Boosting business telecoms to meet growing demand for data
Ofcom today proposed measures to meet growing demand for fast data services from UK businesses, mobile operators, internet providers and consumers.
The Business Connectivity Market Review, published today, looks at the £2bn wholesale market for 'leased lines' used by businesses and by mobile and broadband operators to transfer data on their networks. Leased lines also provide vital high-speed links between schools, universities, libraries and other public bodies.
The review proposes to maintain and extend some existing regulation on BT, the major provider of wholesale services in this market. But Ofcom also proposes lighter regulation in the London area, where BT faces greater competition from other providers.
London benefits from a substantial, competitive fibre infrastructure, in a wider geographic area than previously found. This has allowed Ofcom to propose significantly extending the deregulated area for legacy high-speed networks westwards towards Heathrow.
The combined measures are designed to sustain competition and ensure the UK has a backbone of high speed business networks capable of supporting not only companies, but also consumer services that ultimately rely on these networks, such as superfast broadband and mobile video streaming.
For products with speeds up to and including 1Gbit/s, Ofcom is proposing broadly to maintain existing regulation, including charge controls and a requirement on BT to provide access on a strictly non-discriminatory basis.
Outside of London, Ofcom is proposing to regulate very high-bandwidth, wholesale leased line services above 1Gbit/s. BT is proposed to have 'significant market power' in this relatively new market, in all parts of the UK except London and Hull.1
Meeting explosive growth in demand
These are among several measures designed to ensure the UK's fibre networks keep pace with explosive growth2 in bandwidth-hungry applications used by businesses and consumers, such as video streaming, smartphone applications and 'cloud computing'.
Ofcom's other proposals include:
- a less strict form of price regulation on BT's wholesale Ethernet* prices for services up to 1Gbit/s in London, where there is the prospect of greater competition;
- deregulating the market for longer distance legacy leased lines; and
- requiring BT to provide its regulated Ethernet services on the same basis to all retail providers.
A changing market
Ofcom has identified changes in the market for leased lines3 since the last review was completed in 2008. Demand for legacy leased lines based on older technology has declined significantly, with more providers switching to faster, cheaper Ethernet lines.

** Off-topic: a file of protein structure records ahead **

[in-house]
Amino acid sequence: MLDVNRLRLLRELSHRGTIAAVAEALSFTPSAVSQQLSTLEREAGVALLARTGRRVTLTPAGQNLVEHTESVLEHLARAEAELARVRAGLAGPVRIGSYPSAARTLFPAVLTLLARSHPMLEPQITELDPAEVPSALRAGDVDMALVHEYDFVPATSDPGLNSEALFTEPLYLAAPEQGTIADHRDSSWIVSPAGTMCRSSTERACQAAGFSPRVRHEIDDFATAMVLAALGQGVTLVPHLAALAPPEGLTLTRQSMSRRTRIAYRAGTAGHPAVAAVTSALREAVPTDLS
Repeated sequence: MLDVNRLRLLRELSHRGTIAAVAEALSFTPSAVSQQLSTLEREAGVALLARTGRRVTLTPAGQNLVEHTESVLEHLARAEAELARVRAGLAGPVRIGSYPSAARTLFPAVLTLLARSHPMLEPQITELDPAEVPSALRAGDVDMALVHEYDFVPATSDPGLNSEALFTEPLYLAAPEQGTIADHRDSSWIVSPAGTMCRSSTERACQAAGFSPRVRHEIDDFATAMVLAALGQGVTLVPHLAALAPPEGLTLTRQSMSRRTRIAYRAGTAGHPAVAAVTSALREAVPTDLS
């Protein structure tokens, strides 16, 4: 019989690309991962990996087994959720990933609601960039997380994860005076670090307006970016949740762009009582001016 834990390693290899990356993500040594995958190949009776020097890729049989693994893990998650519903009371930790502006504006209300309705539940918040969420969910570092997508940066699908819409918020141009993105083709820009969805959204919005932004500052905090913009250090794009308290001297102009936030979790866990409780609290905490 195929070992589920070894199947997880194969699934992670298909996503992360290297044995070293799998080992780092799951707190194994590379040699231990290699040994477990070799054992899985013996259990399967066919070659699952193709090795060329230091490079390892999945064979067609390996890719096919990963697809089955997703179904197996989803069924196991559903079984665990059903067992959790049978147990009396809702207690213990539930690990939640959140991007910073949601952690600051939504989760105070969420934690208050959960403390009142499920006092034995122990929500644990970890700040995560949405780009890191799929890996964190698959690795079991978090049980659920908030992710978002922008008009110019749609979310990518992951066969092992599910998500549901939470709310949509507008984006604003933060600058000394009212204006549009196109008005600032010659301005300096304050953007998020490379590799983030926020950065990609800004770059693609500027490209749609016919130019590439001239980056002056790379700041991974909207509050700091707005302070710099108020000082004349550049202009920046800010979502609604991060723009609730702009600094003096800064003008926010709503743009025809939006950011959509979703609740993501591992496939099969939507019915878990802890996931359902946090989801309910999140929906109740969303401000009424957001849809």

While speeds are increasing, the cost of network equipment is falling, particularly for lines using Ethernet and 'wave division multiplex' (WDM), a new technology that enables more information to travel over a single strand of optical fibre.
Ofcom's consultation seeks to encourage competition in the business connectivity market, and identify how best to sustain critical fibre networks between businesses - which also support a growing number of consumer services.
The consultation, which closes on 24 August 2012, can be found here.
Ofcom expects to publish a statement on its conclusions early next year. Ofcom will outline the prices it proposes BT can charge its customers for these products in the coming weeks.
NOTES FOR EDITORS
* Ethernet is a standard for sending data at high speed over networks.
1. The telecoms operator in Hull is Kcom.
2. Data from the London Internet Exchange shows that traffic over its network routers, which interconnect the UK's internet service providers, has increased around eight-fold since 2007. The volume of data sent over mobile networks rose 38-fold in the three years to 2010, Ofcom estimated in its Communications Market Review last year.
3. The Business Connectivity Market Review identifies several regulatory markets for high-speed fibre lines. In particular there are legacy 'traditional interface' lines, a contracting market which still represents the majority of leased lines; 'alternative interface' lines using technologies such as Ethernet, which allow for data transfer rates up to 1Gbit/s; and extremely fast 'multiple interface' lines, which offer speeds exceeding 1Gbit/s.
There are also three distinct geographic markets: the western, eastern and central London area; Hull, where the leased line operator is Kcom; and the rest of the UK.
The review consultation proposes a different regulatory approach in each of these various markets to ensure competition and promote innovation.